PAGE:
Mubarak's Delayed Resignation First Embarrasses Then Relieves Us
By Hürriyet Daily News | by ÜMİT ENGİNSOY
Friday, February 11th, 2011 @ 4:49AM
Egyptian strongman Hosni Mubarak’s nearly 19 hours of maneuvering before finally being forced to step down initially embarrassed and eventually relieved the United States, one of the key engineers of the resignation plan.
The historic announcement was made late Friday live on state television by Vice President Omar Suleiman, who said Mubarak, on the 18th day of anti-government protests, handed over power to the military. Several hundred thousand protesters massed in Cairo’s central Tahrir Square exploded into joy, cheering and waving Egyptian flags.
On Thursday night, after having raised expectations that he would resign, Mubarak refused to step down, only transferring some of his powers to Suleiman. Friday morning, the powerful military first seemed to have thrown its support behind Mubarak’s move, which had embarrassed and disappointed the United States.
Only hours before Mubarak’s speech, CIA Director Leon Panetta had told Congress there was “a strong likelihood” that the Egyptian leader was on his way out and could step down as early as Thursday night. Egypt’s military had also assured protesters that “their demands would be met.”
Initially, none of this happened, and Mubarak said he would be staying on as president until the election in September. But he pledged reforms and said these would be carried out by Suleiman. His remarks prompted a huge wave of protests. Opposition leader Mohamed ElBaradei said Egypt was exploding and called for a military takeover.
The U.S.-based global intelligence institution Stratfor, in a red alert released shortly after Mubarak’s speech, said the military’s “goal is not to save Mubarak but to save the regime founded by Gamal Abdel Nasser” in 1952, predicting a possible coup before dawn Friday.
The “effective coup” came in Friday evening, when Suleiman announced his former chief’s resignation. Under the most recent arrangement, “the armed forces council” will retain the powers of the president. Suleiman, himself a target of the public protests, is expected to remain vice president to oversee the planned reforms.
Throughout Friday, enormous U.S. pressure reportedly continued to force Mubarak out, and the Egyptian military joined the same effort in behind-the-scenes actions.
Originally, an apparently disappointed U.S. President Barack Obama, in a written statement following Mubarak’s speech, urged the Egyptian leadership to offer a “concrete path to democracy.”
“Too many Egyptians remain unconvinced that the government is serious about a genuine transition to democracy,” Obama said, “and it is the responsibility of the government to speak clearly to the Egyptian people and the world.”
At the end, and ahead of the real resignation announcement Friday, the 82-year-old Mubarak, the ruler of Egypt for the past 30 years, already had flown to his palace in the Red Sea resort of Sharm el-Sheikh, where he often lived and worked during the winter.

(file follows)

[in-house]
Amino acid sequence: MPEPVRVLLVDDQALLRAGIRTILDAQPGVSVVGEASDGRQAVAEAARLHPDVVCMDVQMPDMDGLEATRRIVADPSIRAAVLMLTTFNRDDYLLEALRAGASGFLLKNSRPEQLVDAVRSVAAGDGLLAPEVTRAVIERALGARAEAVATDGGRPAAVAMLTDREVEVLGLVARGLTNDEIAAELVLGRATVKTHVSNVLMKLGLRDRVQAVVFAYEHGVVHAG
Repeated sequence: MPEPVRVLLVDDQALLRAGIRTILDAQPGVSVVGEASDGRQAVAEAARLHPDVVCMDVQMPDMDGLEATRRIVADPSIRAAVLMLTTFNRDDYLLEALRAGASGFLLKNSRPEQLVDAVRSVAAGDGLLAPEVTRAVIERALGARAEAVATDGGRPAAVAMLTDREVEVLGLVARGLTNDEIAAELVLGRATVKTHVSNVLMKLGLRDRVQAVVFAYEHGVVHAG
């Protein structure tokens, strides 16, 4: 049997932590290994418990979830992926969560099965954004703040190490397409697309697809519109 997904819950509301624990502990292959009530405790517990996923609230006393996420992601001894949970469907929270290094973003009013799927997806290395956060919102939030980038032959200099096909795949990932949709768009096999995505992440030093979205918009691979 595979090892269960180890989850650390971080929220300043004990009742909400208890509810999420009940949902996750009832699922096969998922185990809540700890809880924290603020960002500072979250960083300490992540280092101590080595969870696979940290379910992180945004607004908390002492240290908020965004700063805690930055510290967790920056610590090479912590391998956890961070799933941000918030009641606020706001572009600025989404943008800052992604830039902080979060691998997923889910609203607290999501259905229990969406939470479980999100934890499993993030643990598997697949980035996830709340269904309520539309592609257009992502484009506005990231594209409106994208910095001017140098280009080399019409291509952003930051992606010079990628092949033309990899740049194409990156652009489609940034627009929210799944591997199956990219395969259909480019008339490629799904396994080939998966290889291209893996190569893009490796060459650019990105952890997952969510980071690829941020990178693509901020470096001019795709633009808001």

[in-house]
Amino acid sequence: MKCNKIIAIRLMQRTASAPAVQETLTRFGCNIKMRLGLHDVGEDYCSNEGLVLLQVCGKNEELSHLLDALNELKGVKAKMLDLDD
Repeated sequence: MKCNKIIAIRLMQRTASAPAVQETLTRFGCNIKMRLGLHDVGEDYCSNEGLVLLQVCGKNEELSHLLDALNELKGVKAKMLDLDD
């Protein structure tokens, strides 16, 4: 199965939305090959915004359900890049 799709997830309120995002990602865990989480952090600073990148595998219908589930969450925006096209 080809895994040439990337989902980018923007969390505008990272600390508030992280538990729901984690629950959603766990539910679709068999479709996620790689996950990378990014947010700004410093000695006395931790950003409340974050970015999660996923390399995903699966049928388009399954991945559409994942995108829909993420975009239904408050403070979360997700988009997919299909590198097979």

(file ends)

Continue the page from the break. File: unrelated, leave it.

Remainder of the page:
Apart from the glitch about the timing of Mubarak’s resignation, a general U.S. approach on Egypt, which has been in place for at least a week that “the de facto military Egyptian regime should continue under a new format,” remains in place.
Under immense pressure from Israel, the Obama administration is also close to the idea that the Muslim Brotherhood, the strongest and best-organized opposition group in Egypt, should be kept out of power, at least in the foreseeable future. But the modality of how this could be done is far from being clear.
Created in Egypt in 1928, the Muslim Brotherhood is a transnational movement and the world’s oldest and largest Islamist political group. Israel views the Brotherhood as an existential threat. It fears that free elections in Egypt soon would greatly strengthen the Brotherhood, which even may come to power.
Israel and the United States fear that the Muslim Brotherhood may abrogate a 1979 peace treaty with Israel and may turn Egypt into another Iran if it comes to power.
What kind of democracy?
During weeks of the Egyptian ordeal, there were signs of cracks within the U.S. administration on Egypt policies. The Los Angeles Times reported Thursday that the “realist” camp in the administration is confronting an “idealist” camp. Secretary of State Hillary Clinton, Defense Secretary Robert Gates and National Security Advisor Tom Donilon are among the officials who worry about regional stability.
Meanwhile, many U.S. Jews are jittery over the Muslim Brotherhood’s potential role in Egypt. Rachel Ehrenfeld, founder of the right-leaning American Center for Democracy, says: “The Muslim Brotherhood does not mean the same thing when they use the word democracy. There is no such thing as a fundamentalist, Islamic democracy. It’s an oxymoron.”
Essam El-Errian, a member of the guidance council of the Muslim Brotherhood in Egypt, said in an oped in Friday’s International Herald Tribune that his group supports democracy, but its own version of it.
“We disagree with the claims that the only options in Egypt are a purely secular, liberal democracy or an authoritarian theocracy. Secular liberal democracy of the American and European variety, with its firm rejection of religion in public life, is not the exclusive model for a legitimate democracy. In Egypt, religion continues to be an important part of our culture and heritage,” he said.